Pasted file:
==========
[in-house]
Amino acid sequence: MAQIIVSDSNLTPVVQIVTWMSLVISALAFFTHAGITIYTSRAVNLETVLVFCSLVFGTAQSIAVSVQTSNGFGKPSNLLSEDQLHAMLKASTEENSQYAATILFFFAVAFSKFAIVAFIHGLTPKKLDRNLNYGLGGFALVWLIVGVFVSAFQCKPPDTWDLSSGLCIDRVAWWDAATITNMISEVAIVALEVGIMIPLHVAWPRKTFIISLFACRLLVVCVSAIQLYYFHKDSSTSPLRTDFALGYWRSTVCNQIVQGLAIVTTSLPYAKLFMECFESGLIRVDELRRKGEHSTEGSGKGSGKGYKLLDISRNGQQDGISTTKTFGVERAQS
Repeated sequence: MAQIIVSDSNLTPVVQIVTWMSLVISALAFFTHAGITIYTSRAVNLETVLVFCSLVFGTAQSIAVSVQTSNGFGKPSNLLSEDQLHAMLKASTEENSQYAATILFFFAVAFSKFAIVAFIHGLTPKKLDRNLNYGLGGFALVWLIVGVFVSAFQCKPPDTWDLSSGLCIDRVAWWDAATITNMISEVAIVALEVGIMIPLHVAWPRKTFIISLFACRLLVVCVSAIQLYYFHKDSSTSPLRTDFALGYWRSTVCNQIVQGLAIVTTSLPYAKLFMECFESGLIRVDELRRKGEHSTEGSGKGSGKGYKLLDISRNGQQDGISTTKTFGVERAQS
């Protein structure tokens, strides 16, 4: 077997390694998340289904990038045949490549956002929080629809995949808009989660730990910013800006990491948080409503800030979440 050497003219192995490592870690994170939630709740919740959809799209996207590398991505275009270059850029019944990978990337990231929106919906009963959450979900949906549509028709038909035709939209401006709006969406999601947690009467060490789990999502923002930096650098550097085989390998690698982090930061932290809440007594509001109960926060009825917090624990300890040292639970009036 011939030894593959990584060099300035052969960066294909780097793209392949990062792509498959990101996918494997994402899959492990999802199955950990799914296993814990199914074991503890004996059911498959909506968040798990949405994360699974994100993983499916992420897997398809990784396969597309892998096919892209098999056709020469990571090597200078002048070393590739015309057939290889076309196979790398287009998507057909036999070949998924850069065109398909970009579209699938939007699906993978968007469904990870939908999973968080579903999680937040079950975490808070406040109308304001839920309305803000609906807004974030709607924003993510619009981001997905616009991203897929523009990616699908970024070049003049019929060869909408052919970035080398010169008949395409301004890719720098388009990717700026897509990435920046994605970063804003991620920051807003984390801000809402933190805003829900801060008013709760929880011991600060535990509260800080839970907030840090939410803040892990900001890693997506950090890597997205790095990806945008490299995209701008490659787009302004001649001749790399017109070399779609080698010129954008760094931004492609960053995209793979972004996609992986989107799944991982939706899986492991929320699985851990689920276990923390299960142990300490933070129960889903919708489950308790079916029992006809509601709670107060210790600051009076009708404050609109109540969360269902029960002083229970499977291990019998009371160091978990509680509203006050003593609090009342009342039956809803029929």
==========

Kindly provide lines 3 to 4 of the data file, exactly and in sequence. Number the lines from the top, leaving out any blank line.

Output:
Repeated sequence: MAQIIVSDSNLTPVVQIVTWMSLVISALAFFTHAGITIYTSRAVNLETVLVFCSLVFGTAQSIAVSVQTSNGFGKPSNLLSEDQLHAMLKASTEENSQYAATILFFFAVAFSKFAIVAFIHGLTPKKLDRNLNYGLGGFALVWLIVGVFVSAFQCKPPDTWDLSSGLCIDRVAWWDAATITNMISEVAIVALEVGIMIPLHVAWPRKTFIISLFACRLLVVCVSAIQLYYFHKDSSTSPLRTDFALGYWRSTVCNQIVQGLAIVTTSLPYAKLFMECFESGLIRVDELRRKGEHSTEGSGKGSGKGYKLLDISRNGQQDGISTTKTFGVERAQS
């Protein structure tokens, strides 16, 4: 077997390694998340289904990038045949490549956002929080629809995949808009989660730990910013800006990491948080409503800030979440 050497003219192995490592870690994170939630709740919740959809799209996207590398991505275009270059850029019944990978990337990231929106919906009963959450979900949906549509028709038909035709939209401006709006969406999601947690009467060490789990999502923002930096650098550097085989390998690698982090930061932290809440007594509001109960926060009825917090624990300890040292639970009036 011939030894593959990584060099300035052969960066294909780097793209392949990062792509498959990101996918494997994402899959492990999802199955950990799914296993814990199914074991503890004996059911498959909506968040798990949405994360699974994100993983499916992420897997398809990784396969597309892998096919892209098999056709020469990571090597200078002048070393590739015309057939290889076309196979790398287009998507057909036999070949998924850069065109398909970009579209699938939007699906993978968007469904990870939908999973968080579903999680937040079950975490808070406040109308304001839920309305803000609906807004974030709607924003993510619009981001997905616009991203897929523009990616699908970024070049003049019929060869909408052919970035080398010169008949395409301004890719720098388009990717700026897509990435920046994605970063804003991620920051807003984390801000809402933190805003829900801060008013709760929880011991600060535990509260800080839970907030840090939410803040892990900001890693997506950090890597997205790095990806945008490299995209701008490659787009302004001649001749790399017109070399779609080698010129954008760094931004492609960053995209793979972004996609992986989107799944991982939706899986492991929320699985851990689920276990923390299960142990300490933070129960889903919708489950308790079916029992006809509601709670107060210790600051009076009708404050609109109540969360269902029960002083229970499977291990019998009371160091978990509680509203006050003593609090009342009342039956809803029929």